Winston Churchill may be one of the most quoted individuals of all time. Churchill was one of the most important figures of the twentieth century, no matter which way you look at it. On April 5, 1955, Churchill resigned from the office of Prime Minister for the last time. He had served once before (1940-1945), but was reappointed to the role of PM in 1951.
Churchill, known for his impassioned and well-reasoned speeches, was out of politics briefly before World War II broke out. During that time he warned the British Government repeatedly about the danger of Nazi Germany, urging Parliament to rearm the British military.
Once he was elected back into office as the First Lord of the Admiralty, and appointed to the office of Prime Minister, he led Britain against the Nazi forces. The UK was mostly in the fight alone until the United States joined the war effort officially in 1941.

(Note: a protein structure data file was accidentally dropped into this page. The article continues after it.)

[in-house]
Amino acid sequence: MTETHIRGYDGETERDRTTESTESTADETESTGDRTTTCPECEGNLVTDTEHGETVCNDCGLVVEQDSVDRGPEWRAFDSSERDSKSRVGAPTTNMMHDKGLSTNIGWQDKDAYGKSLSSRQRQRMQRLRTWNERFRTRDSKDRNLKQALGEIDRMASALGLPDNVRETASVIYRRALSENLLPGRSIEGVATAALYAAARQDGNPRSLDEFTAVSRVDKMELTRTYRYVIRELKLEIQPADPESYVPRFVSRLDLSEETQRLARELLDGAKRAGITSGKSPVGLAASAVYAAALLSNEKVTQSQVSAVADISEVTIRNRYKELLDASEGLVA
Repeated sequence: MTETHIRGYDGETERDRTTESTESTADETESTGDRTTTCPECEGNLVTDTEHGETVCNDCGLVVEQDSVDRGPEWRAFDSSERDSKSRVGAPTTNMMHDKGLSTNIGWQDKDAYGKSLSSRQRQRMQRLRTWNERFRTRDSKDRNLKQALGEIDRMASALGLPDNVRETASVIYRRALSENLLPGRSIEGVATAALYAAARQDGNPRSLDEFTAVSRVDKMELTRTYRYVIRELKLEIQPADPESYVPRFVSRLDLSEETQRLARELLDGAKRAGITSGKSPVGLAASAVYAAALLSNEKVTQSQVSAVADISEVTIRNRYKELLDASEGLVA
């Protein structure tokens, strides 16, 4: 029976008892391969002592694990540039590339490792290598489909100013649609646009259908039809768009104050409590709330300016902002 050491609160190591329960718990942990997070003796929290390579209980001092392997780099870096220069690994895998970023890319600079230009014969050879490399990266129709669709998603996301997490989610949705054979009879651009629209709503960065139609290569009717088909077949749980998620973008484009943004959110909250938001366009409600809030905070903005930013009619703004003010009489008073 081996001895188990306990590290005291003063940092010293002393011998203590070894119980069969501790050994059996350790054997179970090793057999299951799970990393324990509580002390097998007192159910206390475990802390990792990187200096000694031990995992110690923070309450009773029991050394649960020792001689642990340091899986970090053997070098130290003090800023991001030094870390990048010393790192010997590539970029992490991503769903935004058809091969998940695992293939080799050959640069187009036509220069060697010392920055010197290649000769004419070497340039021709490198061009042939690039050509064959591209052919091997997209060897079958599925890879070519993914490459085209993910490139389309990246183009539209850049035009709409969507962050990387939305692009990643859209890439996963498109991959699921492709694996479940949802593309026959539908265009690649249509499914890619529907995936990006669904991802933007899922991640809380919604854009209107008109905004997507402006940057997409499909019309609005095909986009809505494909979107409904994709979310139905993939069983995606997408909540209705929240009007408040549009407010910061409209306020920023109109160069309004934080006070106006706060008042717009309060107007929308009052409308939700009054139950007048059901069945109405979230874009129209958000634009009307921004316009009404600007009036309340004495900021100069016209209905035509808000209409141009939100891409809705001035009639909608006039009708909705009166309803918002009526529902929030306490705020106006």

There was a faction of the British political establishment that wanted to negotiate with Germany. It was Churchill’s passionate arguments that led the way to Britain standing against the Nazi force, even as the French quickly fell to the German Blitzkrieg.
Throughout his political career, Winston Churchill served with both the Conservative and Liberal parties. During World War II, he was a member of the Conservative party, however between 1904 and 1924 he was a member of the Liberal Party. He left the Conservative party in 1904 due to disagreements with party leaders, mainly over trade tariffs. Churchill was a huge supporter of free trade. In 1924 he rejoined the Conservative Party, saying “anyone can rat, but it takes a certain ingenuity to re-rat.”
Winston Churchill was a decorated military man, having served in three different conflicts, including World War I. He served in many different offices in the British government over his career as well outside of Prime Minister, including Chancellor of the Exchequer (1924–29), where he led Britain back to the Gold Standard (which didn’t work all that well, contributing to the already world-wide economic depression that was going on at the time).
In 1953, he was knighted by the Queen, and was awarded the Nobel Prize. After resigning as PM on April 5, 1955, Churchill stayed in Parliament until 1964. He died on January 24, 1965 at the age of 90.